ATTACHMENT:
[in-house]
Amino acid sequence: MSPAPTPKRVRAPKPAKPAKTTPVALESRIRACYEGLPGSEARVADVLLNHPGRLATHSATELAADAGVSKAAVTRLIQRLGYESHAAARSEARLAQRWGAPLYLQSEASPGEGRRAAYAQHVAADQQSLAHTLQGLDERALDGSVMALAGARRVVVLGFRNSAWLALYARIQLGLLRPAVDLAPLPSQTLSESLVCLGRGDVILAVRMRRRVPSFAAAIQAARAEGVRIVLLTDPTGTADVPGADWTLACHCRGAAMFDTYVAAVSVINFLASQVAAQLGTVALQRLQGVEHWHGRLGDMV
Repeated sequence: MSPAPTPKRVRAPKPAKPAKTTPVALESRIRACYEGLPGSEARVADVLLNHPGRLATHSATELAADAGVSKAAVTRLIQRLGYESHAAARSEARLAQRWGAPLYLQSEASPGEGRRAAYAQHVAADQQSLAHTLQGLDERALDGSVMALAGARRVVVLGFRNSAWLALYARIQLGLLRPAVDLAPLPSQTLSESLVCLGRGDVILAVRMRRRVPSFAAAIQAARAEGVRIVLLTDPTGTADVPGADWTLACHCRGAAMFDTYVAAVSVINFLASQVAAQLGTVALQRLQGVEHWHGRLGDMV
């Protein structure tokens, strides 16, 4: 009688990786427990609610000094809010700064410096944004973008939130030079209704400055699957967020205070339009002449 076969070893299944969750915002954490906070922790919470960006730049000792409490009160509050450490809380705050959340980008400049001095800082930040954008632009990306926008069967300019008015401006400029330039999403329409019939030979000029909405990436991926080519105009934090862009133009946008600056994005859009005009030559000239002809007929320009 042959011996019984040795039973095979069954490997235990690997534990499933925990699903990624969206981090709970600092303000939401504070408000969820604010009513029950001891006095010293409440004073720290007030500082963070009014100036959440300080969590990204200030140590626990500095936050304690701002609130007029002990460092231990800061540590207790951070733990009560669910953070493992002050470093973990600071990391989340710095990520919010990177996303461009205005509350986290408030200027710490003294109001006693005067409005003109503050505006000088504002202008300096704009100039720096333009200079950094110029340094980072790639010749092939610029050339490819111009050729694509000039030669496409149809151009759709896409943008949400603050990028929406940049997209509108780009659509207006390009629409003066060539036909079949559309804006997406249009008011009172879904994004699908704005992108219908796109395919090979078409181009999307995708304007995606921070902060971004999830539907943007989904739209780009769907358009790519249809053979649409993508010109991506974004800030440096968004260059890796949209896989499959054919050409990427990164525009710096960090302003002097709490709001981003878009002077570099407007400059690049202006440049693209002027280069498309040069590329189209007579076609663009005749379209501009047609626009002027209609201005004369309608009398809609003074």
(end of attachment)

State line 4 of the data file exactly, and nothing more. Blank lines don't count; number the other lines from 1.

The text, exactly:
């Protein structure tokens, strides 16, 4: 009688990786427990609610000094809010700064410096944004973008939130030079209704400055699957967020205070339009002449 076969070893299944969750915002954490906070922790919470960006730049000792409490009160509050450490809380705050959340980008400049001095800082930040954008632009990306926008069967300019008015401006400029330039999403329409019939030979000029909405990436991926080519105009934090862009133009946008600056994005859009005009030559000239002809007929320009 042959011996019984040795039973095979069954490997235990690997534990499933925990699903990624969206981090709970600092303000939401504070408000969820604010009513029950001891006095010293409440004073720290007030500082963070009014100036959440300080969590990204200030140590626990500095936050304690701002609130007029002990460092231990800061540590207790951070733990009560669910953070493992002050470093973990600071990391989340710095990520919010990177996303461009205005509350986290408030200027710490003294109001006693005067409005003109503050505006000088504002202008300096704009100039720096333009200079950094110029340094980072790639010749092939610029050339490819111009050729694509000039030669496409149809151009759709896409943008949400603050990028929406940049997209509108780009659509207006390009629409003066060539036909079949559309804006997406249009008011009172879904994004699908704005992108219908796109395919090979078409181009999307995708304007995606921070902060971004999830539907943007989904739209780009769907358009790519249809053979649409993508010109991506974004800030440096968004260059890796949209896989499959054919050409990427990164525009710096960090302003002097709490709001981003878009002077570099407007400059690049202006440049693209002027280069498309040069590329189209007579076609663009005749379209501009047609626009002027209609201005004369309608009398809609003074």